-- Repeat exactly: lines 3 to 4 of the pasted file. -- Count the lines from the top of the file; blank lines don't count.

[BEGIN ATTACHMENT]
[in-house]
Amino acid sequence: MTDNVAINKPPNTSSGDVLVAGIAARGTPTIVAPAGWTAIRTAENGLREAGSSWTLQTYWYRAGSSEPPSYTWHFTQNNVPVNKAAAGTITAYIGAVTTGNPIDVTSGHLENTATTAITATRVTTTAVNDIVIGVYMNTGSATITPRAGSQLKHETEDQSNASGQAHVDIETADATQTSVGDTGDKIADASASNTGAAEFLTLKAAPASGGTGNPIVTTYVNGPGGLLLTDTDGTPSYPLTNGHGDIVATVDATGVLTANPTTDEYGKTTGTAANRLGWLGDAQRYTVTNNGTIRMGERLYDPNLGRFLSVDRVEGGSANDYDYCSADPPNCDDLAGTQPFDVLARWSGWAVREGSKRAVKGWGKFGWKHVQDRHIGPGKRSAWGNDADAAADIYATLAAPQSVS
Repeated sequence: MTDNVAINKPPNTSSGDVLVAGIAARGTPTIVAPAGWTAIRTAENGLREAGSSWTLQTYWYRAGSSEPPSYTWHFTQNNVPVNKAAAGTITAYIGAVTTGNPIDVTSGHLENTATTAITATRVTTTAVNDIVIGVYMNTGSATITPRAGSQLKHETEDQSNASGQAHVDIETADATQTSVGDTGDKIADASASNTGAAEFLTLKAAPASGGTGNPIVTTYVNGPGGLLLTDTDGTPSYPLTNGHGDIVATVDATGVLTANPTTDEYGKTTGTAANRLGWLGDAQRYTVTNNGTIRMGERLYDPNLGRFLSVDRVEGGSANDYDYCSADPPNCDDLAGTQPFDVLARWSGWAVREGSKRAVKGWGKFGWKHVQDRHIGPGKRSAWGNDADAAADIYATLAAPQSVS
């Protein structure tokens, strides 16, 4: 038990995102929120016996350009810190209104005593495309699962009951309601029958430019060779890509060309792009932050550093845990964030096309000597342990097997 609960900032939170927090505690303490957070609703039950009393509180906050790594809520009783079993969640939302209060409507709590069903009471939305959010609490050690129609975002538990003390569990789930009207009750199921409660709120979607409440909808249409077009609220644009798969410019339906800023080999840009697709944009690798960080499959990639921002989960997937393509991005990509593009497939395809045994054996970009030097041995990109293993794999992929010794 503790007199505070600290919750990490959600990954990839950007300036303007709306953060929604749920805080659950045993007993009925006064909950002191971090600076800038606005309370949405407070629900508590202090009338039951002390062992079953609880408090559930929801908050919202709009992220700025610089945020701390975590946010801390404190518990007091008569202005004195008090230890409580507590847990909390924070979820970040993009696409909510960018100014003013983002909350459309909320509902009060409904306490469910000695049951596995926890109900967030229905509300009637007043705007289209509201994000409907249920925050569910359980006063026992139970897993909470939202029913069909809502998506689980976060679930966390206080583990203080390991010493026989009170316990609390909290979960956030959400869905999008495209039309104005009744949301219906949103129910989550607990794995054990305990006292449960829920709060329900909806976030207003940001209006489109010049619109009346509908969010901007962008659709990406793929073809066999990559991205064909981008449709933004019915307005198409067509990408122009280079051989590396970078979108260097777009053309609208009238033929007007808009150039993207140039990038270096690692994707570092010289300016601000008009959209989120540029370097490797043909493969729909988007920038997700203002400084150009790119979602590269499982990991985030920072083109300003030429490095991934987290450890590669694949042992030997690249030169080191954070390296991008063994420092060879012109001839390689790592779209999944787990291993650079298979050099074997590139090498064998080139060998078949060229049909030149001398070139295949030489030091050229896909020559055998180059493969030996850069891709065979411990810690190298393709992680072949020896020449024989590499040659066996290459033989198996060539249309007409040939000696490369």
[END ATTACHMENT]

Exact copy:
Repeated sequence: MTDNVAINKPPNTSSGDVLVAGIAARGTPTIVAPAGWTAIRTAENGLREAGSSWTLQTYWYRAGSSEPPSYTWHFTQNNVPVNKAAAGTITAYIGAVTTGNPIDVTSGHLENTATTAITATRVTTTAVNDIVIGVYMNTGSATITPRAGSQLKHETEDQSNASGQAHVDIETADATQTSVGDTGDKIADASASNTGAAEFLTLKAAPASGGTGNPIVTTYVNGPGGLLLTDTDGTPSYPLTNGHGDIVATVDATGVLTANPTTDEYGKTTGTAANRLGWLGDAQRYTVTNNGTIRMGERLYDPNLGRFLSVDRVEGGSANDYDYCSADPPNCDDLAGTQPFDVLARWSGWAVREGSKRAVKGWGKFGWKHVQDRHIGPGKRSAWGNDADAAADIYATLAAPQSVS
């Protein structure tokens, strides 16, 4: 038990995102929120016996350009810190209104005593495309699962009951309601029958430019060779890509060309792009932050550093845990964030096309000597342990097997 609960900032939170927090505690303490957070609703039950009393509180906050790594809520009783079993969640939302209060409507709590069903009471939305959010609490050690129609975002538990003390569990789930009207009750199921409660709120979607409440909808249409077009609220644009798969410019339906800023080999840009697709944009690798960080499959990639921002989960997937393509991005990509593009497939395809045994054996970009030097041995990109293993794999992929010794 503790007199505070600290919750990490959600990954990839950007300036303007709306953060929604749920805080659950045993007993009925006064909950002191971090600076800038606005309370949405407070629900508590202090009338039951002390062992079953609880408090559930929801908050919202709009992220700025610089945020701390975590946010801390404190518990007091008569202005004195008090230890409580507590847990909390924070979820970040993009696409909510960018100014003013983002909350459309909320509902009060409904306490469910000695049951596995926890109900967030229905509300009637007043705007289209509201994000409907249920925050569910359980006063026992139970897993909470939202029913069909809502998506689980976060679930966390206080583990203080390991010493026989009170316990609390909290979960956030959400869905999008495209039309104005009744949301219906949103129910989550607990794995054990305990006292449960829920709060329900909806976030207003940001209006489109010049619109009346509908969010901007962008659709990406793929073809066999990559991205064909981008449709933004019915307005198409067509990408122009280079051989590396970078979108260097777009053309609208009238033929007007808009150039993207140039990038270096690692994707570092010289300016601000008009959209989120540029370097490797043909493969729909988007920038997700203002400084150009790119979602590269499982990991985030920072083109300003030429490095991934987290450890590669694949042992030997690249030169080191954070390296991008063994420092060879012109001839390689790592779209999944787990291993650079298979050099074997590139090498064998080139060998078949060229049909030149001398070139295949030489030091050229896909020559055998180059493969030996850069891709065979411990810690190298393709992680072949020896020449024989590499040659066996290459033989198996060539249309007409040939000696490369």